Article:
The Blarney Stone — Myth or Legend?

Blarney Castle
Blarney Castle

A Touch of Blarney
By Frederick (Ben) Rodgers

Many readers will dismiss this story as mere coincidence, but those of you with a touch of Irish may well believe it, as do I.

In the summer of 1962 in Plymouth, England I was serving aboard the Royal Navy submarine HM/SM Taciturn. On weekend leave I suffered a severe head injury as a front seat passenger in a shipmate’s car. Three weeks in hospital and 30 stitches later I was sent home on sick leave. Whilst on leave my brother-in-law suggested I claim damages and took me to a solicitor. I recounted what little I remembered about the accident and gave the lawyer a newspaper clipping, the only real information I had.

When sick leave expired I was posted to HMS Dolphin, the submarine base in Portsmouth. I remained there until declared fit for sea duty almost one year later in May 1963. I reported to the drafting office for my next assignment. I had long since forgotten the solicitor or any hope of receiving compensation.

Frederick, 1955
Frederick, 1955

The submarine base maintained a complete spare crew. If a submarine found itself short a crew member, due to health or such, a replacement was usually available. It was to spare crew I now found myself posted. I was given several forms to fill in and deliver to appropriate departments.

It was important the pay office knew my whereabouts if I expected to be paid. It was equally important the post office had my new address if I hoped to receive mail. However, the first priority was to transfer with my kit to the spare crew accommodation. By the time I moved into my new accommodations it was already late. I decided the forms could wait until the following morning. That night I quickly fell asleep.

Suddenly a blinding light shone in my face. Behind it, someone shouted, “Are you Rodgers? You’ve got 10 minutes to get your ass aboard the submarine Totem, she’s about to sail.”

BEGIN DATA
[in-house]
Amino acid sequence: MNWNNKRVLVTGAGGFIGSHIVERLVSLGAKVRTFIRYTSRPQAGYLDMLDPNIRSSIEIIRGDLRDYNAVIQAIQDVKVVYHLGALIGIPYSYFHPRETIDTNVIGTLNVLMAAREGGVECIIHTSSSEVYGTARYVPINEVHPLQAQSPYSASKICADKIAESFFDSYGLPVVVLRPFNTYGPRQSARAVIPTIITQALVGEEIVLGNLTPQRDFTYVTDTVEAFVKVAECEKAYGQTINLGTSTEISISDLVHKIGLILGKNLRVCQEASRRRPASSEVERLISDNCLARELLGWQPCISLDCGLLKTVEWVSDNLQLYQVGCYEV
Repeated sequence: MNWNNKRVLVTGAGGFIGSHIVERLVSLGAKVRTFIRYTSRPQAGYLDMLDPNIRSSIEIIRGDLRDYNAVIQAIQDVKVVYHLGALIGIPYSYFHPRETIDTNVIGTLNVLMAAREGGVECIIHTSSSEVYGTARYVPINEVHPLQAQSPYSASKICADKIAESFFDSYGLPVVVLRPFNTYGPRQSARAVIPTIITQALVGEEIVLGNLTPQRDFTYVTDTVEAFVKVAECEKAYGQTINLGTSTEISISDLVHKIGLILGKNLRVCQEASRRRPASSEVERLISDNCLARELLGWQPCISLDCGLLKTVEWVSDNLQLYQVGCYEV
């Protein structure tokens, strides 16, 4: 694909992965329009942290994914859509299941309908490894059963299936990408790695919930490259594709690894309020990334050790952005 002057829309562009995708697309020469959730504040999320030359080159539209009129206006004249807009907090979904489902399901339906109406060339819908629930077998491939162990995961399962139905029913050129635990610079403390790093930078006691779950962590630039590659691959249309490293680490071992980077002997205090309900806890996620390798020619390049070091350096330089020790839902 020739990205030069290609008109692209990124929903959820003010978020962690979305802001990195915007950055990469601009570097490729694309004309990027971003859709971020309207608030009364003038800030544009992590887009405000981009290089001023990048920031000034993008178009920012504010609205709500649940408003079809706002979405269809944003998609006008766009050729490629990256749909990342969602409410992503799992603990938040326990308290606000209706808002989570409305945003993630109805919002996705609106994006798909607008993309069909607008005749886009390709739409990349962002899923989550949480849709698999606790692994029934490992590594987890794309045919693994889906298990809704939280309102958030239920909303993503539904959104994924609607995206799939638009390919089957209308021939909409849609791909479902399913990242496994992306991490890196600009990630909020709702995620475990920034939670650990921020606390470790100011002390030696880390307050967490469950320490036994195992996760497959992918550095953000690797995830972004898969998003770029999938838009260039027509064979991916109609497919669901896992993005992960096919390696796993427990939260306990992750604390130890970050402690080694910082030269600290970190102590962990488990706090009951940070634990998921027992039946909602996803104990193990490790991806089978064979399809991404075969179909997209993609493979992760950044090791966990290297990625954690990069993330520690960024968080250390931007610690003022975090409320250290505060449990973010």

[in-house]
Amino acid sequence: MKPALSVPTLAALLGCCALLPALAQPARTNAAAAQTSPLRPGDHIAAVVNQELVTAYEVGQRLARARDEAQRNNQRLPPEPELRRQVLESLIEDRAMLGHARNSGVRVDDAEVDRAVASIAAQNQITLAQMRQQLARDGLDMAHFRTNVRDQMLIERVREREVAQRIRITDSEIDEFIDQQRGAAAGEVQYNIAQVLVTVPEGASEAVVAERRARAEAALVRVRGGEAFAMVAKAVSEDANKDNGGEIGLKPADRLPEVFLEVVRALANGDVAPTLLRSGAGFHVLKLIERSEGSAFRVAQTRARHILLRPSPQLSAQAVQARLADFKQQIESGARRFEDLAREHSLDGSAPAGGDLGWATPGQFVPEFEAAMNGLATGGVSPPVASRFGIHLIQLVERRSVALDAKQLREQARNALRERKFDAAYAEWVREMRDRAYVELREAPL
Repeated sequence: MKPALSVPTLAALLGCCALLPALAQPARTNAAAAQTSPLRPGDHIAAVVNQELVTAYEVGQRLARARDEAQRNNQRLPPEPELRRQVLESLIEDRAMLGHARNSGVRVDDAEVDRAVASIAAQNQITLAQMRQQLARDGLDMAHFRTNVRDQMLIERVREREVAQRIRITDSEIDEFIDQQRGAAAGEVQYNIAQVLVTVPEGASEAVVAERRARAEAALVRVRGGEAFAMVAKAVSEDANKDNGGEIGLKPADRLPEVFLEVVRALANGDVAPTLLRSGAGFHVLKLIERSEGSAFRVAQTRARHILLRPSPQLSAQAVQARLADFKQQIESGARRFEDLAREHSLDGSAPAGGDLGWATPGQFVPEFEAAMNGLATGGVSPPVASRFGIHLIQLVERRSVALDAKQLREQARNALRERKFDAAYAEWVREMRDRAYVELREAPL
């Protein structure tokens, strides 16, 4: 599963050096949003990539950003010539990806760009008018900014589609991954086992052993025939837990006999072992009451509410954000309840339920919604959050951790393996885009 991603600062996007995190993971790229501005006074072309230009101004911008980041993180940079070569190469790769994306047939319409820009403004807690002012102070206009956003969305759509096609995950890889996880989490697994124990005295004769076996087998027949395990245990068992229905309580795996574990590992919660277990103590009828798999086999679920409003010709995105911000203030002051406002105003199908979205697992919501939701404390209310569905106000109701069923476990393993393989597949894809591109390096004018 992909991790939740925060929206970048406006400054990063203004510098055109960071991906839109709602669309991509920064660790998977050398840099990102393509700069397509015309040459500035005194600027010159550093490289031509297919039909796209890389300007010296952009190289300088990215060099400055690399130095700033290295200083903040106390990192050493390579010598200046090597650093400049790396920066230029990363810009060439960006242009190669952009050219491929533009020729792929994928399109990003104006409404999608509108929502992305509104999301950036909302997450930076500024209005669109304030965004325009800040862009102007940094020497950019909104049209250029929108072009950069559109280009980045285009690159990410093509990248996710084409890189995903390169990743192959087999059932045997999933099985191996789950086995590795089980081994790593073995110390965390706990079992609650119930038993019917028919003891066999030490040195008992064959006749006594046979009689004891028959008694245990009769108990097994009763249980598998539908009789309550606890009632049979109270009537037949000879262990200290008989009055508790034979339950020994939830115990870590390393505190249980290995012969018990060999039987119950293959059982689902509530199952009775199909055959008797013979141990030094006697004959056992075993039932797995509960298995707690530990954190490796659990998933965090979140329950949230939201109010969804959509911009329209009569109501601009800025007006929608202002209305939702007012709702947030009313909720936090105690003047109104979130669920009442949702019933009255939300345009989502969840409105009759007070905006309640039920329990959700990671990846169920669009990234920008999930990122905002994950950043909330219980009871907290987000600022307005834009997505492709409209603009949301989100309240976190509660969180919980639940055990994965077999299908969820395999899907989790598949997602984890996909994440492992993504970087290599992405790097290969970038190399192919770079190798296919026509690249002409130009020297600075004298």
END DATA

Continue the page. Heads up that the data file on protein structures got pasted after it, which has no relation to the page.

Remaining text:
I landed onboard as they were about to remove the gangway. I was unshaven, unwashed and now underway. The boat was heading out to operate in the Irish Sea with a visit to the City of Cork on the weekend. Thursday at sea being payday, everyone was paid. Everyone except me that is! I was almost broke with maybe five shillings to my name. The chance of borrowing from a shipmate was nil. Not a permanent member of the crew, loaning me money was high risk. I could disappear as quickly as I had arrived.

Saturday morning, alongside in Cork City I was free to go ashore. Opposite our gangway was a pub. It didn’t open until noon. However, with a discrete tap on the side door my shipmates and I were quickly ushered inside.

The interior was dim, blinds still down. We ordered pints of Guinness and headed to a table by the fireside. As our eyes became accustomed to the gloom we saw a Garda (Irish Policeman) standing at the bar.

“’Tis British sailors breaking the law I’m seeing here?” he said. We froze. After a pause he continued, “Ah well! Sure ‘tis breaking the law to let salty young seafarers like yourselves go thirsty.”

Kissing the Blarney Stone
Kissing the Blarney Stone

A few pints later and my funds reduced by half I returned onboard for lunch. Levity in a seaman’s mess usually increases after the daily noontime issue of rum. This was the case aboard Totem. Someone suggested we head out of town to Blarney Castle to kiss the famous stone. Having imbibed a tot and two pints of Guinness, kissing the Blarney Stone seemed an admirable idea.